The avocado, that green, slimy, deliciously fatty fruit, the one chiefly responsible for bringing guacamole to humanity—and in recent years earning the rare and elusive title of a super food—is a botanical anomaly that shouldn’t exist. It should have disappeared long ago.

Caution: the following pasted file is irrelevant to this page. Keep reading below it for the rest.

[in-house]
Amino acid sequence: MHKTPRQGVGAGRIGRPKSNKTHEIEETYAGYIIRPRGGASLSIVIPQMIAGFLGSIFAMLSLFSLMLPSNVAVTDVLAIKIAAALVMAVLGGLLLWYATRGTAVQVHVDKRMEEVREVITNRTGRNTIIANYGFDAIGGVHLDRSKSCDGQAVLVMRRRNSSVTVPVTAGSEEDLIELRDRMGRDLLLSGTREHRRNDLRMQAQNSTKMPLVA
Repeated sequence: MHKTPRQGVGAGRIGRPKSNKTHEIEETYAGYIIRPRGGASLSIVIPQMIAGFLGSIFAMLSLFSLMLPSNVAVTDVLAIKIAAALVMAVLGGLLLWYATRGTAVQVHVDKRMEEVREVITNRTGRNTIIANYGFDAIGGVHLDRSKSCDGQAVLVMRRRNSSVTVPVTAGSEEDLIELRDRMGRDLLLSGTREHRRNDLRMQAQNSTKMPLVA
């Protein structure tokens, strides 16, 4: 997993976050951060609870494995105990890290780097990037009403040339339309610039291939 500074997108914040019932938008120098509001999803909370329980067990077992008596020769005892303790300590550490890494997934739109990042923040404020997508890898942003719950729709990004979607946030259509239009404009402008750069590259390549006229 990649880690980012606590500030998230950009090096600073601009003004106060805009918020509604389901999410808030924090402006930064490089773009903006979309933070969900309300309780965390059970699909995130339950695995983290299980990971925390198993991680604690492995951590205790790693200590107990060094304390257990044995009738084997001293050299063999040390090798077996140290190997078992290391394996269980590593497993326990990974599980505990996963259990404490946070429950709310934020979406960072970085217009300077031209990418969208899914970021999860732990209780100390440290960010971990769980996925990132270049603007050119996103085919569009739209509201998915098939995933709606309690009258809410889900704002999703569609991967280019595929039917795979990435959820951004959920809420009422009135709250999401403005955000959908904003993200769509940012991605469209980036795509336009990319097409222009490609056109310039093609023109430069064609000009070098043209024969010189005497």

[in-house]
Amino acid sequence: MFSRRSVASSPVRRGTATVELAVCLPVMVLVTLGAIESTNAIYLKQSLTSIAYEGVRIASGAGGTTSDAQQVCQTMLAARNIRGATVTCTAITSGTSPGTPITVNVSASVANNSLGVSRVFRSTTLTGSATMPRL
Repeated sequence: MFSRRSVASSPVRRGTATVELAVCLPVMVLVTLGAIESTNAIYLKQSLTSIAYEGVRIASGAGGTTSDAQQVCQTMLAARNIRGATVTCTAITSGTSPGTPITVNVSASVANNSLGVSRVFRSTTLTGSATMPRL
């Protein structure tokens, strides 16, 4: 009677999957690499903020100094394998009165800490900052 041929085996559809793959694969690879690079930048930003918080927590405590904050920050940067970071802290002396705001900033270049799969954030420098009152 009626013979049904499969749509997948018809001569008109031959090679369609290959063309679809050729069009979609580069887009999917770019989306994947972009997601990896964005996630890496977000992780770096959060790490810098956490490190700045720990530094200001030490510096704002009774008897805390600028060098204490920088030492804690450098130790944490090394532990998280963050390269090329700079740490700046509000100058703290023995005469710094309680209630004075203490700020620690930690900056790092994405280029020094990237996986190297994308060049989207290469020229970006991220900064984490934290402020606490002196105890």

Avocados come from an era before humans, when gomphothere, large elephant-like creatures that lived two million years ago, walked the earth and ate the fruits by the dozen. Avocados, like any other plant, grew with the ambition of spreading seeds and avocado seeds could only be eaten—and later pooped out—by large animals with big enough throats. When gomphothere went extinct, avocados lost their chief consumer. Yet, as Connie Barlow wrote in her 2002 book The Ghosts of Evolution, avocados somehow remained clueless that the animal had disappeared. As if by the same divine provenance that led the Aztecs to invent guacamole in the 16th century, avocados somehow knew that if they just held on until man arrived, they’d have a bright and plentiful future.
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